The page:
So, whilst making all efforts to remove bullying and unfair treatment from seniors is a no brainer. Perhaps a greater impact could be made by acknowledging the disproportionate impact these stressors have on our female colleagues and changing the system to reduce them for the sake of us all.

  5. Anonymous says:

    This has generated a great discussion if nothing else.

    In reply to comment 23, I agree there are arseholes everywhere, in every profession and certainly not limited to medicine. Ever worked in a kitchen? Chefs are ruthless… These people are also quite driven and unfortunately this drive is rewarded. We all know a smarmy little two faced jerk (Not gender specific) that succeeds despite their outward demeanour to their underlings… Yes, there are also amazing Consultants and Registrars that make learning medicine a Privilege. Perhaps a solution in a similar vein to JMO accreditation is the anonymous feedback from JMO’s on their registrars and consultants to be reviewed at consultant meeting with department heads, the poor ones are cut and the good ones rewarded.

    In follow up to Comment 19, and response 20. I don’t think that I fill the shoes of a “self-justifying bully” or a ” Narcissist”. I’m a trainee not a senior and I’m simply saying that I don’t think this applies to all Junior Doctors. I have had a different experience that is all. I’m in agreement that the bullying is shite and needs to stop. I personally have never experienced it in training (once as a med student in Victoria but that guy seriously wasn’t wired right). Is that because I trained at an awesome hospital? Partly. Is it because I’m a Tall(ish) Muslcular(ish) Male(ish)? Probably, I experienced one surgeon who would simply grunt (I don’t think grunting counts as bullying) at me while my female colleague and friend (whom I know to be very competent and knowledgeable) on the same rotation after me was given regular dressing downs both in theatre and on the wards bringing her to tears. It was disgusting but it was the statistical outlier. Have I received feedback in front of my peers, definitely and its embarrassing as hell but it wasn’t toxic hierarchy or a consultant acting “Egregious”. It was a consultant who didn’t have the time to sit me down later on and wanted to address a problem then and there. Dynamic Feedback. Thankyou for supporting HPARA though, I’ve recently discovered them and its an amazing initiative.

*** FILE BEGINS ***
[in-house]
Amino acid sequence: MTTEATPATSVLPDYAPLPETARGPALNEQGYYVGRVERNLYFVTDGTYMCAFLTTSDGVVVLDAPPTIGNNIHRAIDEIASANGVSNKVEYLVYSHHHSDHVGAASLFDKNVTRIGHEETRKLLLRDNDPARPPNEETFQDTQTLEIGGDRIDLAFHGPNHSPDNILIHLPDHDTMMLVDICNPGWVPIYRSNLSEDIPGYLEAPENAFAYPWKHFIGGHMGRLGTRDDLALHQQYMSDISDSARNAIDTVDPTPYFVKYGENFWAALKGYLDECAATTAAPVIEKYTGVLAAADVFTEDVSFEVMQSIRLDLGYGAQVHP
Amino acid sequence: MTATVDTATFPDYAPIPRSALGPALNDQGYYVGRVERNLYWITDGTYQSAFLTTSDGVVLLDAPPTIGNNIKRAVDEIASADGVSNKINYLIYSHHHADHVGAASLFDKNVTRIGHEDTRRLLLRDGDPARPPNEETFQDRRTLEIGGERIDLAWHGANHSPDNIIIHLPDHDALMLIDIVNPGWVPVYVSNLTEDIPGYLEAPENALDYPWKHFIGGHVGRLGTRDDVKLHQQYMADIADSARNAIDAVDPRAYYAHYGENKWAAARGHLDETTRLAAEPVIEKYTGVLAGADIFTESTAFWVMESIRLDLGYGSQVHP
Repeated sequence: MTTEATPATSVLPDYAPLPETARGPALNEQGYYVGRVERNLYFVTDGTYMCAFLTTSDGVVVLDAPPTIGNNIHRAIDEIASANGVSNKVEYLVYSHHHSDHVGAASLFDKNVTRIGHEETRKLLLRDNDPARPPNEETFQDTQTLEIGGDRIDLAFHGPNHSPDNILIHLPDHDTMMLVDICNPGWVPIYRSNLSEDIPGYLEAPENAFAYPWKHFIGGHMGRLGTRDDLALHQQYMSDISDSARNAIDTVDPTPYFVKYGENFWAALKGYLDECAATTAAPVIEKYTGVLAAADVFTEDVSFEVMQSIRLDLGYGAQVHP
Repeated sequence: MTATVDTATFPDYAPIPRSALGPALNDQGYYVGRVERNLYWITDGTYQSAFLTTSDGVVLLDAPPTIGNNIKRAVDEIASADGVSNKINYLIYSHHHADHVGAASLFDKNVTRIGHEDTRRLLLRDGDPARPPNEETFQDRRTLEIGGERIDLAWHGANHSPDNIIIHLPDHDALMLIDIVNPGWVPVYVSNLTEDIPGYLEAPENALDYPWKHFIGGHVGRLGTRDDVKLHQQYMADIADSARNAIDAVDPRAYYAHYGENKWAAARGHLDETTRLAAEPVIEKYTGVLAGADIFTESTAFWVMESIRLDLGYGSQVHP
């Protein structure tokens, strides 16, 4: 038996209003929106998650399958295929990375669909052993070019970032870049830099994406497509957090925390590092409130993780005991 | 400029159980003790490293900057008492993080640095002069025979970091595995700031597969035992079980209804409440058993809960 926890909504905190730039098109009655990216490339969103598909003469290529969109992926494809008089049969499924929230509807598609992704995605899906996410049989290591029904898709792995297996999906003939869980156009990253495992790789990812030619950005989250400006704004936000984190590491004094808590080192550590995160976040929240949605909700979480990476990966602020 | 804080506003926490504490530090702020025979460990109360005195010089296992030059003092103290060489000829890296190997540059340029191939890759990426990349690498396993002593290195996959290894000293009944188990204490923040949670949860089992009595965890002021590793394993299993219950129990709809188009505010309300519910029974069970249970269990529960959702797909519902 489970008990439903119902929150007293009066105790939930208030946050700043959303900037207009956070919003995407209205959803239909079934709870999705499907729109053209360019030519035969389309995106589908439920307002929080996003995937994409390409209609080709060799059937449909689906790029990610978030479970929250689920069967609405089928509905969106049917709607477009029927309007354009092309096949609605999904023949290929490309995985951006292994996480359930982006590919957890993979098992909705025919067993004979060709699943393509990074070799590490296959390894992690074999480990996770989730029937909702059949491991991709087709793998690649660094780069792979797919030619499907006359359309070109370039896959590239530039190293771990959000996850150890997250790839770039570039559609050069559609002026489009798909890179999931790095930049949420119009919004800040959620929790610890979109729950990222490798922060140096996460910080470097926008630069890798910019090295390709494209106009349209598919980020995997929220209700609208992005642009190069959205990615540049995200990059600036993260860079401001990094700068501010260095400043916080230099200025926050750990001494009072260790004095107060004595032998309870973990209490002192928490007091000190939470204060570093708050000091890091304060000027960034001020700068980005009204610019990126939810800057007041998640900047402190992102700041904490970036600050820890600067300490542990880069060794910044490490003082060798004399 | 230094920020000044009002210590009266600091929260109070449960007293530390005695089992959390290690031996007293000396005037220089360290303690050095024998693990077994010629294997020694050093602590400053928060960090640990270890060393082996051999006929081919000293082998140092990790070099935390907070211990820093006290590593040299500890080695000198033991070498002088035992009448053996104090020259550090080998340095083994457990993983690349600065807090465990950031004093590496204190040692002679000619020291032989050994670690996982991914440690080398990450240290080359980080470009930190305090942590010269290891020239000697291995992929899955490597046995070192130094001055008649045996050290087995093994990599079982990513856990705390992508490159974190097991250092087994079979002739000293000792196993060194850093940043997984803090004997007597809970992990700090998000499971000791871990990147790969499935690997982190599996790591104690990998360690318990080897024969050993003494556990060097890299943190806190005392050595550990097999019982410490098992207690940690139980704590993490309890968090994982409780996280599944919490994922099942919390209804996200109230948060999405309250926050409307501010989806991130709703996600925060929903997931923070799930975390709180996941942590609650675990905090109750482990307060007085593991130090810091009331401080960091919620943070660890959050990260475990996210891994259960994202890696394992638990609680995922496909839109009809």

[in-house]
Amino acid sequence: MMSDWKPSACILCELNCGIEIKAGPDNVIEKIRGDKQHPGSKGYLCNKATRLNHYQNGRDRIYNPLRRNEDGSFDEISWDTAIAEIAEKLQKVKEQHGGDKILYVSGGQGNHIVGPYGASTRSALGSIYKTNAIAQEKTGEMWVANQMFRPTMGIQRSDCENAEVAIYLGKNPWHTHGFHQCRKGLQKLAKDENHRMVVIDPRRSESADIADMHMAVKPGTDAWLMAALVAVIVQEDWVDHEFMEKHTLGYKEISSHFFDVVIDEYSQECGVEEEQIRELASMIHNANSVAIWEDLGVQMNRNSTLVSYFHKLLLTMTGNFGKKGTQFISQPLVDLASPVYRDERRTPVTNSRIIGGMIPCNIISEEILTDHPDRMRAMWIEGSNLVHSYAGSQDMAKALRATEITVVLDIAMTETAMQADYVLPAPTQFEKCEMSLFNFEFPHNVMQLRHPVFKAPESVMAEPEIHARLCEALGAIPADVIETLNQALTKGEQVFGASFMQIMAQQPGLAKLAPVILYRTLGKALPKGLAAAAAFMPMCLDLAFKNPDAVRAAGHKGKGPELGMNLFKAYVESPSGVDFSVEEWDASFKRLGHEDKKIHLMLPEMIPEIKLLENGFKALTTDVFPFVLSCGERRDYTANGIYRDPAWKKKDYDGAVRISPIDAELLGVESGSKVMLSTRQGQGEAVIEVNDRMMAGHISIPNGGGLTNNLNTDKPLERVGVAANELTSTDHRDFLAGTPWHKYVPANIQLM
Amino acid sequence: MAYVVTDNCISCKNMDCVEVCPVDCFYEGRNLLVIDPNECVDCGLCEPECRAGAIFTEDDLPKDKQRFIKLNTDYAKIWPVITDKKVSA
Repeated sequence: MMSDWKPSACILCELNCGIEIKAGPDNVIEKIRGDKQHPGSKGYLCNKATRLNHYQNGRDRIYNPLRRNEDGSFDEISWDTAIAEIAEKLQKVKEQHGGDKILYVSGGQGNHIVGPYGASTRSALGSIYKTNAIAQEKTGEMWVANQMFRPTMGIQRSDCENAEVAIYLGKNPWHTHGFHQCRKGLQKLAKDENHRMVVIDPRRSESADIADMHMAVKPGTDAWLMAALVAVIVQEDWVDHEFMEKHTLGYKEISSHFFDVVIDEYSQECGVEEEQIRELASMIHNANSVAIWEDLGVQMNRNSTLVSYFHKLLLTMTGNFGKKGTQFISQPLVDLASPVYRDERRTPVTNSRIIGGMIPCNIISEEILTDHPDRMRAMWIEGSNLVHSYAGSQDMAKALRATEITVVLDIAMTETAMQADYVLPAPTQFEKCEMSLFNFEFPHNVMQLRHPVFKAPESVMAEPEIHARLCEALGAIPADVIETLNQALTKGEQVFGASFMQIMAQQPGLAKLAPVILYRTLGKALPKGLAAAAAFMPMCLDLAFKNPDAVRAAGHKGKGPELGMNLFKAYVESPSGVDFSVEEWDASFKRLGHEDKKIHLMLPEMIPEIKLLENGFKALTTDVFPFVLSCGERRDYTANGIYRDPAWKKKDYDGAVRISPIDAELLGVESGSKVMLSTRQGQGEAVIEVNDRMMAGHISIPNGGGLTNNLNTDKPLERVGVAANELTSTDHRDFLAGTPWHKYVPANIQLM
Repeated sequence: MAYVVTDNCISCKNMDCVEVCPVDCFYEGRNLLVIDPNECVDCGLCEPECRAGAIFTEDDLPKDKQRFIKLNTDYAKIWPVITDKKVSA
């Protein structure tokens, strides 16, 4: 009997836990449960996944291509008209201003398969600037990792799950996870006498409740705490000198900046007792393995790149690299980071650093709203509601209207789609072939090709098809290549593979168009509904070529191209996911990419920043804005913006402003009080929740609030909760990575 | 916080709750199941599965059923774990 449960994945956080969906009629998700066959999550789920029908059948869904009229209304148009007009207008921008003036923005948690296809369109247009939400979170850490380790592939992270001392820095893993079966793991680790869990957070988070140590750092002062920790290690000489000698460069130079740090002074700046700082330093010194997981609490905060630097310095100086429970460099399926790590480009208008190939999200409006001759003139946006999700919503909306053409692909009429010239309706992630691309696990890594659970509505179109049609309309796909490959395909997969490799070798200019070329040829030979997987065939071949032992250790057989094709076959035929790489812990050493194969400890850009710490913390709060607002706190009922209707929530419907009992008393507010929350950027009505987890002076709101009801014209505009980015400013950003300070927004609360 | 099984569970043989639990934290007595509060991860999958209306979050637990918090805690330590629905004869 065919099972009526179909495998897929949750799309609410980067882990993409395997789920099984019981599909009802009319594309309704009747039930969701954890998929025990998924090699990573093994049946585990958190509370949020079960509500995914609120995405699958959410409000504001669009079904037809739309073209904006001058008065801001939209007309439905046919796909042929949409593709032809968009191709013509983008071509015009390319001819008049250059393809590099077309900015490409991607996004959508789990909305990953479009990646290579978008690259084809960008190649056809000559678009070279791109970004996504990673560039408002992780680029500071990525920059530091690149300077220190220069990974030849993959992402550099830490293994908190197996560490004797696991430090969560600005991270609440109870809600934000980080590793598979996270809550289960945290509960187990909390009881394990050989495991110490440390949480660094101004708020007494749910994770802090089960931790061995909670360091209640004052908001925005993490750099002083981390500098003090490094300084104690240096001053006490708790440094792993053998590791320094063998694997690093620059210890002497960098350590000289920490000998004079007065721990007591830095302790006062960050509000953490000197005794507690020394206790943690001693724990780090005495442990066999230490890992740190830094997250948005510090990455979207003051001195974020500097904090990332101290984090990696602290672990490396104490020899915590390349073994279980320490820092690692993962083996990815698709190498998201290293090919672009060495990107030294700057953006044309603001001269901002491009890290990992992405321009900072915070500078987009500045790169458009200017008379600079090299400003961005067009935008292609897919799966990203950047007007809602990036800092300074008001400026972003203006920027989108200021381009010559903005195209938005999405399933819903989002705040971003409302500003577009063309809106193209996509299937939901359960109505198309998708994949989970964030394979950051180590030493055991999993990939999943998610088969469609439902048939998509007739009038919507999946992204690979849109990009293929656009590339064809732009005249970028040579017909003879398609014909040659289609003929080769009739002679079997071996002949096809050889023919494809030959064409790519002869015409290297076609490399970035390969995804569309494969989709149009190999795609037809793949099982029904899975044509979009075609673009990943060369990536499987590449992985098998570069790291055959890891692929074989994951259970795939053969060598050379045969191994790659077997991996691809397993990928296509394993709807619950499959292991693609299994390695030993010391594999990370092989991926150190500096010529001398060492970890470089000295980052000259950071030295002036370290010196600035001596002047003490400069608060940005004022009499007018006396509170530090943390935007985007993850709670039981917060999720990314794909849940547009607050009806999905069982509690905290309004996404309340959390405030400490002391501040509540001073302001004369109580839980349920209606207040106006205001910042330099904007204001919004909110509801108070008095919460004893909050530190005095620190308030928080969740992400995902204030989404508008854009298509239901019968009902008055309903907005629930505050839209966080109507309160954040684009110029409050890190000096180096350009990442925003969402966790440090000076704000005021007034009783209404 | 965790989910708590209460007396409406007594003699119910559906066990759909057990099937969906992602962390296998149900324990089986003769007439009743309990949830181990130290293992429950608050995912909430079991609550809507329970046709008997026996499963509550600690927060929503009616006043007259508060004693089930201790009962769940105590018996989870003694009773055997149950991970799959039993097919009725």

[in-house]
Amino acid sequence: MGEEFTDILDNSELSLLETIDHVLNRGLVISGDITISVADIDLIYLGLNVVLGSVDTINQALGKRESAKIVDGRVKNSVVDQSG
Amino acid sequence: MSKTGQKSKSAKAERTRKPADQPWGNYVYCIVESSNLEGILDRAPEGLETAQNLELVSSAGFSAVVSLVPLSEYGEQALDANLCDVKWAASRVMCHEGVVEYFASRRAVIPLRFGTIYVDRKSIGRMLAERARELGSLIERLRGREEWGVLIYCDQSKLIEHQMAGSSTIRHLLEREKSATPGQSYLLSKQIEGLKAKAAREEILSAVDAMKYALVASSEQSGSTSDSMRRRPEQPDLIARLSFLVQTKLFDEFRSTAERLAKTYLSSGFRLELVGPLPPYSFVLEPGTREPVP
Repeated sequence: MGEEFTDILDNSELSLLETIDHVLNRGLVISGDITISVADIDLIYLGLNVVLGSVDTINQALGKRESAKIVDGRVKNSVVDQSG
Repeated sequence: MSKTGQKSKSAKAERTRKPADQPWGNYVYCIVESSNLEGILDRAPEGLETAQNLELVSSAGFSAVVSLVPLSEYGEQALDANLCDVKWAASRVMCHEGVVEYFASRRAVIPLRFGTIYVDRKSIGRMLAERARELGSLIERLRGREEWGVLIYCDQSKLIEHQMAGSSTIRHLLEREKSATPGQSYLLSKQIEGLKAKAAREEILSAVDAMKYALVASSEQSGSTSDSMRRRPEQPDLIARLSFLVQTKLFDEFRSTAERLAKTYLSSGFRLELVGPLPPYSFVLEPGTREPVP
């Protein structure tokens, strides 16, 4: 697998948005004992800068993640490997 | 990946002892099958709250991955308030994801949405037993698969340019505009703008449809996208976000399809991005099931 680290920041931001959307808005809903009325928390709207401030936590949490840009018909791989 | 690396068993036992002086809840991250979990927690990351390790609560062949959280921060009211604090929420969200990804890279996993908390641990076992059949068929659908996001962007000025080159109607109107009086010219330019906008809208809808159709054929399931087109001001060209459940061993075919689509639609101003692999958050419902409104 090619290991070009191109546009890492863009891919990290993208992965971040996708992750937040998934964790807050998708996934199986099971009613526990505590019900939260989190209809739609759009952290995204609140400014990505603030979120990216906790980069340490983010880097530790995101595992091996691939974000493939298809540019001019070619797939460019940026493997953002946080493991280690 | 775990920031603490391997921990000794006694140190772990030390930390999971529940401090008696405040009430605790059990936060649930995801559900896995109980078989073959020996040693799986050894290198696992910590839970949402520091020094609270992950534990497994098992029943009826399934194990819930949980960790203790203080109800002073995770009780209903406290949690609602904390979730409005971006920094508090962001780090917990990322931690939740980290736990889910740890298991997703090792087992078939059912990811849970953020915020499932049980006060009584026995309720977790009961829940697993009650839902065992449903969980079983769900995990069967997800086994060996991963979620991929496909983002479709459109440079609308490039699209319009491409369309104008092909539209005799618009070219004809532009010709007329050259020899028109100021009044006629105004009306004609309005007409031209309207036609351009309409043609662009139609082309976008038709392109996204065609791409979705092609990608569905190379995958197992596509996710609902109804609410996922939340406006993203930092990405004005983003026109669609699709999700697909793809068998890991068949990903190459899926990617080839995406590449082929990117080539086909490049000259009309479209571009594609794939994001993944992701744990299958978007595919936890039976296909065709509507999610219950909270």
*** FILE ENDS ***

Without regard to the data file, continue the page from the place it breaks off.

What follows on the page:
In response to comment 16, mandated working hours such as found in ICU and ED are amazing. I’m convinced that this is the way forward for all specialties. Mandating reduced working hours whilst training and studying for college examinations makes sense from an individual mental health point. Imagine working 30 hours a week and being able to focus on study for the rest of the week leading up to examinations. Or like in ICU work the long(ish) hours and have an entire week off to recover, study and actually enjoy life or see your family. It would financially also reduce overtime and on-call costs from the hospital point of view.

  6. Dr Rob Richardson says:

    Yes there are the most awful bully senior doctors. Yes there are the most helpful supportive senior doctors. The issue is how to tell. the same horrible prick consultants were the bullies at school, the proud traditional private school boys with a sense of inevitable superiority, and the ghastly pretentious registrars. The difficulty is in keeping the hierarchical pretentious doctors from destroying the keen young doctors with clear enthusiastic brains. Some of them too will become bullies. If a more senior doctor is on call the junior doctor has to be able to call them, and if they are rude or disrespectful they can go. The hours of junior doctors must be approved by an independent, outside of the system judges
    Stop the bad and encourage the good. The best consultants are a wonder to learn from, and the worst are sad, pathetic, socially inept bullies. Look after our juniors with humor, concern and support, and ditch the old hierarchy system. Surgeons used to be called Mr. I guess some twits still want to be called that.

  7. Anonymous says:

    The matter of possible bowel obstruction and X-rays – and of clinical authority – is a case in point. Does one order ‘a non-urgent abdominal x-ray to assess for constipation in a young adult’? Or was it ‘bowel obstruction’? Obviously the problem was abdominal discomfort, possibly ‘tenderness’. In the clinical circumstance bowel obstruction will be an uncommon but serious cause of the symptoms and signs. How does one exclude it? There are three underlying determinants to that process: what is the clinical picture? who will assess the clinical picture? and what are the clinical skills of that person? Is a psychiatrist the best person to assess an acute abdomen? Does a specialist always over-rule a ‘non-specialist’ whatever the clinical expertise of each?